I remember walking out of that meeting with my tutor. I remember thinking: - but that's the wrong way of putting it. I can throw in some sentences - "What am I going to do? What in God's name do I do?" but there weren't any sentences. My contemporaries at other colleges - the ones who'd done the Aristophanes special subject - had all had a term of tutorials on Aristophanes, for which they had written an essay a week; they'd had reading lists, they'd done the background reading and grappled with the various issues relating to Aristophanes; and, well, erm, just because you are paying overseas fees for, ahem, "tuition" does not mean that your tutor considers herself under any obligation to set up the tuition for which you've paid. Whereas, truth be told, I think the average tart, paid for a blow job, does actually suck dick. And, truth be told, the disutility to a client of an overpriced subpar blow job strikes me as dramatically lower than that of the disutility to a university student of overpriced subpar tuition.
Payment for the tuition must be drummed up by selling time, one way or another - that is, time that could be spent on independent reading must be sold to pay for the tuition, which means that the tuition is, notionally, of higher value than what the student could achieve by simply reading 40 hours a week. But, um...
After my father retired from the State Department he got a job teaching Geography at the University of Radford, in Radford, Virginia. And my father had a strong preference for setting multiple choice exams, because they could be computer-assessed, he hated essay exams, and he hated setting papers, because they took so much time to mark. My tutor who arranged no tutorials at all was... well, I won't say she was an extreme of slackerdom, because I also had a philosophy tutor who spent the tutorials talking about the jumble sale economy and her feud with the college principal, but anyway I would say that a fondness for collecting a salary and getting away with as little intellectual intercourse as possible is endemic to the academic world. And this is actually pretty nasty.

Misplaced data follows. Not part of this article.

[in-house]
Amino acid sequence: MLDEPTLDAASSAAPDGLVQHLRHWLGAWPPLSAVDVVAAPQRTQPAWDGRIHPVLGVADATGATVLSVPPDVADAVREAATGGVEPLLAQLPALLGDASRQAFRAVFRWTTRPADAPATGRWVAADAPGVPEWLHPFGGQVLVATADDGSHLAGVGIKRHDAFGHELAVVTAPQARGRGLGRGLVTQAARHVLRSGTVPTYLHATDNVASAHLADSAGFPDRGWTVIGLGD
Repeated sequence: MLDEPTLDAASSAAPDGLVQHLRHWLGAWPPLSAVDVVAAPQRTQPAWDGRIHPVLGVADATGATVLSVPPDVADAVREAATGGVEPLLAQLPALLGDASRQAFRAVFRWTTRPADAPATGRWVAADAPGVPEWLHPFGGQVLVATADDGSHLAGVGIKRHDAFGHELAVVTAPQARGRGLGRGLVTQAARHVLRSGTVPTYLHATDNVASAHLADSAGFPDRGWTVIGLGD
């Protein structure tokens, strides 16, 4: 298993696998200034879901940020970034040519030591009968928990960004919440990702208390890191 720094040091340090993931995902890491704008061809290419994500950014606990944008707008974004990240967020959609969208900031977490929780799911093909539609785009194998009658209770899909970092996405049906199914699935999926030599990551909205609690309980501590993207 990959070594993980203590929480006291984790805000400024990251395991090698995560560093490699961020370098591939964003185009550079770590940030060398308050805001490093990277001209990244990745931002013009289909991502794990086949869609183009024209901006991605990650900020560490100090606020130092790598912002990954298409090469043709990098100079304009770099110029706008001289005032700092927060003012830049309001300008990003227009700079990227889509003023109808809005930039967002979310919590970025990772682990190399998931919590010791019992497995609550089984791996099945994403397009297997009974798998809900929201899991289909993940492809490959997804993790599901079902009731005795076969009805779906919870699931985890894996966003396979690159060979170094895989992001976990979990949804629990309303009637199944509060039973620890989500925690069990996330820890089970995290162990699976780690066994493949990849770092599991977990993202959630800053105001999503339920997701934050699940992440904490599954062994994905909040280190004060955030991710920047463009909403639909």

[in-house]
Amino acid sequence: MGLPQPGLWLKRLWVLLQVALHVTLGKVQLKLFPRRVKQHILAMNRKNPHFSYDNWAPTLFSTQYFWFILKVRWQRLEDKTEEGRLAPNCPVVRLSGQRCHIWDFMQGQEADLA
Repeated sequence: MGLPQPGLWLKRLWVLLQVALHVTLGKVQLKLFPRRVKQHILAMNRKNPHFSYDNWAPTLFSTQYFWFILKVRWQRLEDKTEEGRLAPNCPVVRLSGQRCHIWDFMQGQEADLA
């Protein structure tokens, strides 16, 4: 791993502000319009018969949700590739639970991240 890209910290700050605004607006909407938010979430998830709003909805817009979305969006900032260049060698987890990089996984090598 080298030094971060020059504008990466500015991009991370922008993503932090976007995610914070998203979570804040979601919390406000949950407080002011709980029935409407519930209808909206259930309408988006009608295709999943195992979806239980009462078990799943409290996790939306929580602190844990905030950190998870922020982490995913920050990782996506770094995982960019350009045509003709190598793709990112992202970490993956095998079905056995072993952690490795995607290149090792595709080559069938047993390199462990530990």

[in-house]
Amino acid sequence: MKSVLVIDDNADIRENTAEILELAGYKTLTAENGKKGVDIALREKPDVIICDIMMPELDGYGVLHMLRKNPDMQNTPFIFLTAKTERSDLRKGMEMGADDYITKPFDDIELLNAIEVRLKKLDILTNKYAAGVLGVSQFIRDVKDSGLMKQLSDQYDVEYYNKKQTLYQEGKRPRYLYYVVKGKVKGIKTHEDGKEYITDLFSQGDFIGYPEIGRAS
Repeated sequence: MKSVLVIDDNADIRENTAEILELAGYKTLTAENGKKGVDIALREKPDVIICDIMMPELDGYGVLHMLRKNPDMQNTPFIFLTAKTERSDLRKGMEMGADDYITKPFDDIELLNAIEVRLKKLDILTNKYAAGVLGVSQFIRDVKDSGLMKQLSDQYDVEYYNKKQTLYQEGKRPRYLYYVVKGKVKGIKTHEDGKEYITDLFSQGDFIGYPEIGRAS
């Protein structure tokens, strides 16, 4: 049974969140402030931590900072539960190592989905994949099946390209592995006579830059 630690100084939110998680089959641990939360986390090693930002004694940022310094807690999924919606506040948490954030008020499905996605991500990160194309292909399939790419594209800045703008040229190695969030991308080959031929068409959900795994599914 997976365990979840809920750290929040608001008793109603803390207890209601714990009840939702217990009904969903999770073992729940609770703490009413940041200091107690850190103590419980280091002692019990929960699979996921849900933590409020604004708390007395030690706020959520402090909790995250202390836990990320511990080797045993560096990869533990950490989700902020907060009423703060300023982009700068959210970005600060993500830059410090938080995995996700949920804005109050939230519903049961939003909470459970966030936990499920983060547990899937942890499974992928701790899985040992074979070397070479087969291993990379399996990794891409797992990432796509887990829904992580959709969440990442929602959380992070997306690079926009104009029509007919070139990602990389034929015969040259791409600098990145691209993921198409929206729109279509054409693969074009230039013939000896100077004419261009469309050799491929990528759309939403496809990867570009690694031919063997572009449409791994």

Racking up £20,000 of student debt (Britain) or $50,000+ (US) is pretty much compulsory for access to a wide range of careers, regardless of the quality of instruction actually provided. An academic who is a good mentor can transform the intellectual abilities of his/her students - I notice that both Julia Annas and Martha Nussbaum acknowledge their debt to G E L Owen, who seems to have been an extraordinary teacher. An academic may also be tired, overworked, alcoholic, lazy; may have settled comfortably into tenure, or may be shuffled around from one short-term teaching post to another, asked to get on top of a succession of subjects at short notice - there are all kinds of reasons why an academic may not teach to a standard justified by the sacrifices required of students and their families.
Collins' comments seemed to me, anyway, to presuppose the thing they wanted to prove - that introducing commerce to a relationship automatically brings with it dishonesty. I can't help feeling that anyone familiar with Hicks's A Market Theory of Money (or, heck, The Wealth of Nations) could not make that assumption. A prostitute is really in a position similar to that of a professional writer: the costs involved are not primarily those of the actual act being paid for, but those of getting custom in the first place. An independent prostitute, at least, will generally be better off if she is in the position of one of my friends, many of whose clients have been coming back for 30 years - which is to say that she plays a game with iterations, so it can't be her dominant strategy to cheat the client on any single transaction. (Academics, of course, have no remotely comparable incentive to chase student loyalty; from a strictly game theoretical point of view, it is much more to their advantage to cheat.)
So, well, it's a bit demoralizing to find the blind spots of the culture replicated by Professor Collins. More could be said, but I've got to see a man about a dog.
* I had better clarify; I don't mean to suggest that the faculty were mediocre; they weren't. The standard of the classes, however, was constrained by the work students could reasonably be expected to do; it was easy to see that many lecturers had been worn down over the years, becoming increasingly "realistic" in their expectations.
Saturday, June 13, 2009
"Health problems from the use of legal substances, particularly alcohol and tobacco, are greater than health problems from cocaine use," they said. "Cocaine-related problems are widely perceived to be more common and more severe for intensive, high-dosage users and very rare and much less severe for occasional, low-dosage users."
The full report – which has never been published – was extremely critical of most US policies. It suggested that supply reduction and law enforcement strategies have failed, and that options such as decriminalisation might be explored, flagging up such programmes in Australia, Bolivia, Canada and Colombia. "Approaches which over-emphasise punitive drug control measures may actually contribute to the development of heath-related problems," it said, before committing heresy by recommending research into the adverse consequences of prohibition, and discussing "harm reduction" strategies.
...At the point where mild cocaine use was described in positive tones the Americans presumably blew some kind of outrage fuse. This report was never published because the US representative to the WHO threatened to withdraw US funding for all its research projects and interventions unless the organisation "dissociated itself from the study" and cancelled publication. According to the WHO this document does not exist, (although you can read a leaked copy at www.tdpf.org.uk/WHOleaked.pdf).